In fact, there is hardly a line in this book that has not been written for the purpose of eliciting a particular emotion from the reader. The novel is a tearjerker. ...The skepticism and satire that marked the best parts of Everything Is Illuminated are nowhere in evidence here.
added by jburlinson | editNew York Review of Books, Keith Gessen (pay site) (Sep 25, 2005)
The search for the lock that fits a mysterious key dovetails with related and parallel quests in this (literally) beautifully designed second novel from the gifted young author (Everything Is Illuminated, 2002). The searcher is nine-year-old Oskar Schell, an inventive prodigy who (albeit modeled on the protagonist of Grass's The Tin Drum) employs his considerable intellect with refreshing originality in the aftermath of his father Thomas's death following the bombing of the World Trade Center. That key, unidentified except for the word "black" on the envelope containing it, impels Oskar to seek out every New Yorker bearing the surname Black, involving him with a reclusive centenarian former war correspondent, and eventually the nameless elderly recluse who rents a room in his paternal grandma's nearby apartment. Meanwhile, unmailed letters from a likewise unidentified "Thomas" reveal their author's loneliness and guilt, while stretching backward to wartime Germany and a horrific precursor of the 9/11 atrocity: the firebombing of Dresden. In a riveting narrative animated both by Oskar's ingenuous assumption of adult responsibility and understanding (interestingly, he's "playing Yorick" in a school production of Hamlet) and the letter-writer's meaningful silences, Foer sprinkles his tricky text with interpolated illustrations that render both the objects of Oskar's many interests and the memories of a survivor who has forsworn speech, determined to avoid the pain of loving too deeply. The story climaxes as Oskar discovers what the key fits, and also the meaning of his life (all our lives, actually), in a long-awaited letter from astrophysicist Stephen Hawking. Much more is revealed as this brilliant fiction works thrilling variations on, and consolations for, its plangent message: that "in the end, everyone loses everyone." Yes, but look what Foer has found. Film rights to Scott Rudin in conjunction with Warner Bros. and Paramount; author tour.
added by cmwilson101 | editKirkus Reviews

» Add other authors (15 possible)

Author nameRoleType of authorWork?Status
Jonathan Safran Foerprimary authorall editionscalculated
Baardman, GerdaTranslatorsecondary authorsome editionsconfirmed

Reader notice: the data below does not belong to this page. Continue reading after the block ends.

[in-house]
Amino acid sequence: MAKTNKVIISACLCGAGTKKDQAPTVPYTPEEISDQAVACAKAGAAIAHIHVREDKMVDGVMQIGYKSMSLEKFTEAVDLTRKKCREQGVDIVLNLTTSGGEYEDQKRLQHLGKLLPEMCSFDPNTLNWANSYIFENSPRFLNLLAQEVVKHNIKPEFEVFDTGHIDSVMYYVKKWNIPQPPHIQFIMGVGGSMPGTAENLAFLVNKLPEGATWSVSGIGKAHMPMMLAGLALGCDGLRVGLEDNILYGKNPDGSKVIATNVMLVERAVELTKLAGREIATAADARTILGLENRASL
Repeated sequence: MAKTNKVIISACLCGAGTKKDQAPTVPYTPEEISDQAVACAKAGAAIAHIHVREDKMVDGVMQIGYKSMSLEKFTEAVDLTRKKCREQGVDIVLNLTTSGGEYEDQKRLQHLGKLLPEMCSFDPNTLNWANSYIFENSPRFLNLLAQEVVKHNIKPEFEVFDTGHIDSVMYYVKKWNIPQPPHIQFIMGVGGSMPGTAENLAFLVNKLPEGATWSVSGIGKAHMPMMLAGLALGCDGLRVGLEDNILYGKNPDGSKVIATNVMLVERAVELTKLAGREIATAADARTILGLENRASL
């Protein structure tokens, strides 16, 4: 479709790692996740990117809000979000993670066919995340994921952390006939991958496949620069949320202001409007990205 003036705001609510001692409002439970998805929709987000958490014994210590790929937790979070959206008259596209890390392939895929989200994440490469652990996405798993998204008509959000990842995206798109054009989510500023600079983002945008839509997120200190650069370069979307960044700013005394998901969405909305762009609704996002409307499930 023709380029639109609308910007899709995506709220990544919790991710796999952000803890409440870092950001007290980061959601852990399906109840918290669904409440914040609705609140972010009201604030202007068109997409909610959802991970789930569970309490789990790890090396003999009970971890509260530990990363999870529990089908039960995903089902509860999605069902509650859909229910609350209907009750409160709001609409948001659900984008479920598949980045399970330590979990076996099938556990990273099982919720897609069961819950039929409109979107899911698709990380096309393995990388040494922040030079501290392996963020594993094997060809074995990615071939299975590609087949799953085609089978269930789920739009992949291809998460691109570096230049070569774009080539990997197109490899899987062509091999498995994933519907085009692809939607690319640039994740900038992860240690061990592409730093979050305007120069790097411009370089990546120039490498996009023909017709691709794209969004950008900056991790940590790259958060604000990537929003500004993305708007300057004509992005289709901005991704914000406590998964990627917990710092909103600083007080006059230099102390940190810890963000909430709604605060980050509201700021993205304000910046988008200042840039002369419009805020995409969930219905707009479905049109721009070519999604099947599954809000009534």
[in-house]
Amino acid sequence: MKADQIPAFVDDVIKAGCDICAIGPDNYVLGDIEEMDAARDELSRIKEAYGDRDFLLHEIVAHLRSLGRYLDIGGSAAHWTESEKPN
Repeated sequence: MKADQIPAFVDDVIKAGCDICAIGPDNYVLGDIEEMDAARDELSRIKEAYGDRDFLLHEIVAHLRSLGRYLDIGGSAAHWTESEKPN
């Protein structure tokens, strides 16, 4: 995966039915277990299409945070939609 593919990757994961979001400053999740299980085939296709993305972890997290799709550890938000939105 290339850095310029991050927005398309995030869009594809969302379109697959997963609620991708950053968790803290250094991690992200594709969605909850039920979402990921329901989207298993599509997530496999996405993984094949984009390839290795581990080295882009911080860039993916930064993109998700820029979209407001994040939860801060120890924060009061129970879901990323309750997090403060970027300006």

Bocchiola, MassimoTranslatorsecondary authorsome editionsconfirmed
Caruso, BarbaraNarratorsecondary authorsome editionsconfirmed
Ferrone, RichardNarratorsecondary authorsome editionsconfirmed
Nilsson, Hans-JacobTranslatorsecondary authorsome editionsconfirmed
Stheeman, TjadineTranslatorsecondary authorsome editionsconfirmed
Woodman, JeffNarratorsecondary authorsome editionsconfirmed
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my idea of beautiful
First words
What about a teakettle?
I wondered for the first time in my life, if life was worth all the work it took to live. What exactly made it worth it?
So many people enter and leave your life! Hundreds of thousands of people! You have to keep the door open so they can come in! But it also means you have to let them go!
Shyness is when you turn your head away from something you want. Shame is when you turn your head away from something you do not want.
Time was passing like a hand waving from a train I wanted to be on.
Everything was a clue.
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Book description
Nine-year-old Oskar Schell is an inventor, amateur entomologist, Francophile, letter writer, pacifist, natural historian, percussionist, romantic, Great Explorer, jeweller, detective, vegan, and collector of butterflies.

When his father is killed in the September 11th attacks on the World Trade Centre, Oskar sets out to solve the mystery of a key he disovers in his father's closet. It is a search which leads him into the lives of strangers, through the five boroughs of New York, into history, to the bombings of Dresden and Hiroshima, and on an inward journey which brings him ever closer to some kind of peace.
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Penguin Australia

An edition of this book was published by Penguin Australia.